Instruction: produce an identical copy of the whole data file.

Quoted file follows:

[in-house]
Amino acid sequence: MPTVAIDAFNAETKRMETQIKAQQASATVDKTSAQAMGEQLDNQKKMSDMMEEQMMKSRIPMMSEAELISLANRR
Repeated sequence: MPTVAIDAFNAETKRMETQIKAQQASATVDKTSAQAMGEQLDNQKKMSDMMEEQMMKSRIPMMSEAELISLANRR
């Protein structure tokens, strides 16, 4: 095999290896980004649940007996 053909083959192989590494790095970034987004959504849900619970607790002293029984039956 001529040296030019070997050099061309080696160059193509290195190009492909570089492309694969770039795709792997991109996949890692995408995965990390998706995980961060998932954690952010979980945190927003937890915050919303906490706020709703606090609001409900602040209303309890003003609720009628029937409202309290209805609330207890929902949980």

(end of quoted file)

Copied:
[in-house]
Amino acid sequence: MPTVAIDAFNAETKRMETQIKAQQASATVDKTSAQAMGEQLDNQKKMSDMMEEQMMKSRIPMMSEAELISLANRR
Repeated sequence: MPTVAIDAFNAETKRMETQIKAQQASATVDKTSAQAMGEQLDNQKKMSDMMEEQMMKSRIPMMSEAELISLANRR
């Protein structure tokens, strides 16, 4: 095999290896980004649940007996 053909083959192989590494790095970034987004959504849900619970607790002293029984039956 001529040296030019070997050099061309080696160059193509290195190009492909570089492309694969770039795709792997991109996949890692995408995965990390998706995980961060998932954690952010979980945190927003937890915050919303906490706020709703606090609001409900602040209303309890003003609720009628029937409202309290209805609330207890929902949980």